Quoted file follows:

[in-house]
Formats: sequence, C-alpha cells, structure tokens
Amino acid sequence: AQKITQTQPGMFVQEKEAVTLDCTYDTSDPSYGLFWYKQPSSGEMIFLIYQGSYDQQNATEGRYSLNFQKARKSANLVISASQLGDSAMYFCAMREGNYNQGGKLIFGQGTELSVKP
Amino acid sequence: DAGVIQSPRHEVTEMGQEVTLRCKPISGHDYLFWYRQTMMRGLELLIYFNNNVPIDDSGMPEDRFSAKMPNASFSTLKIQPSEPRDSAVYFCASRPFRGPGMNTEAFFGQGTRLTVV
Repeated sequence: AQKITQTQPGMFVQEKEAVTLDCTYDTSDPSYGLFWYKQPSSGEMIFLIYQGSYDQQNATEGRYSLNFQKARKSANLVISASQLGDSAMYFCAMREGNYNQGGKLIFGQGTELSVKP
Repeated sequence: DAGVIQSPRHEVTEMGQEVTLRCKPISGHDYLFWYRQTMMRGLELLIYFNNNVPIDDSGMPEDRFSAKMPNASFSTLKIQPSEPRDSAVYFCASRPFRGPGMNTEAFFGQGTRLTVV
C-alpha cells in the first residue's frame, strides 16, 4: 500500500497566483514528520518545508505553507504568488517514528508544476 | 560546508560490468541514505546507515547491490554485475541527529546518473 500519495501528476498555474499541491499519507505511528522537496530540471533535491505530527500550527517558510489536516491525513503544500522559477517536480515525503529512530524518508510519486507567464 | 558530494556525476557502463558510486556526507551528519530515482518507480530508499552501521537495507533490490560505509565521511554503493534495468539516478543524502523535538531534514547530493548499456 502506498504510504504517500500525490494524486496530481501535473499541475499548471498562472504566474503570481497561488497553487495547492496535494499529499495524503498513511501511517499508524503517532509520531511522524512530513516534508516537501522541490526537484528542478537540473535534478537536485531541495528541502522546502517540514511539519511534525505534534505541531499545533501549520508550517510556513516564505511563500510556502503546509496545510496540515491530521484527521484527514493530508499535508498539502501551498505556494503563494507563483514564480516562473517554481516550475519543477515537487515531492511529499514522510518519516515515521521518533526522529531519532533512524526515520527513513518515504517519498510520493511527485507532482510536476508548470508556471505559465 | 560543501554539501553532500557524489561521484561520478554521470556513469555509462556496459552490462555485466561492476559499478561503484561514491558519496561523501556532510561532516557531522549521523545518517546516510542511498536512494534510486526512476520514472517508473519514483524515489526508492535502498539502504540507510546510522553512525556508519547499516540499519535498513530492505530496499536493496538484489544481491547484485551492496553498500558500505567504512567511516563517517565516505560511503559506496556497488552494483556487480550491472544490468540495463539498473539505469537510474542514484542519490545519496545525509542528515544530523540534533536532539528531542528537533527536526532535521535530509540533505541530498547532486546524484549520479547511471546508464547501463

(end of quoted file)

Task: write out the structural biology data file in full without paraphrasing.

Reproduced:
[in-house]
Formats: sequence, C-alpha cells, structure tokens
Amino acid sequence: AQKITQTQPGMFVQEKEAVTLDCTYDTSDPSYGLFWYKQPSSGEMIFLIYQGSYDQQNATEGRYSLNFQKARKSANLVISASQLGDSAMYFCAMREGNYNQGGKLIFGQGTELSVKP
Amino acid sequence: DAGVIQSPRHEVTEMGQEVTLRCKPISGHDYLFWYRQTMMRGLELLIYFNNNVPIDDSGMPEDRFSAKMPNASFSTLKIQPSEPRDSAVYFCASRPFRGPGMNTEAFFGQGTRLTVV
Repeated sequence: AQKITQTQPGMFVQEKEAVTLDCTYDTSDPSYGLFWYKQPSSGEMIFLIYQGSYDQQNATEGRYSLNFQKARKSANLVISASQLGDSAMYFCAMREGNYNQGGKLIFGQGTELSVKP
Repeated sequence: DAGVIQSPRHEVTEMGQEVTLRCKPISGHDYLFWYRQTMMRGLELLIYFNNNVPIDDSGMPEDRFSAKMPNASFSTLKIQPSEPRDSAVYFCASRPFRGPGMNTEAFFGQGTRLTVV
C-alpha cells in the first residue's frame, strides 16, 4: 500500500497566483514528520518545508505553507504568488517514528508544476 | 560546508560490468541514505546507515547491490554485475541527529546518473 500519495501528476498555474499541491499519507505511528522537496530540471533535491505530527500550527517558510489536516491525513503544500522559477517536480515525503529512530524518508510519486507567464 | 558530494556525476557502463558510486556526507551528519530515482518507480530508499552501521537495507533490490560505509565521511554503493534495468539516478543524502523535538531534514547530493548499456 502506498504510504504517500500525490494524486496530481501535473499541475499548471498562472504566474503570481497561488497553487495547492496535494499529499495524503498513511501511517499508524503517532509520531511522524512530513516534508516537501522541490526537484528542478537540473535534478537536485531541495528541502522546502517540514511539519511534525505534534505541531499545533501549520508550517510556513516564505511563500510556502503546509496545510496540515491530521484527521484527514493530508499535508498539502501551498505556494503563494507563483514564480516562473517554481516550475519543477515537487515531492511529499514522510518519516515515521521518533526522529531519532533512524526515520527513513518515504517519498510520493511527485507532482510536476508548470508556471505559465 | 560543501554539501553532500557524489561521484561520478554521470556513469555509462556496459552490462555485466561492476559499478561503484561514491558519496561523501556532510561532516557531522549521523545518517546516510542511498536512494534510486526512476520514472517508473519514483524515489526508492535502498539502504540507510546510522553512525556508519547499516540499519535498513530492505530496499536493496538484489544481491547484485551492496553498500558500505567504512567511516563517517565516505560511503559506496556497488552494483556487480550491472544490468540495463539498473539505469537510474542514484542519490545519496545525509542528515544530523540534533536532539528531542528537533527536526532535521535530509540533505541530498547532486546524484549520479547511471546508464547501463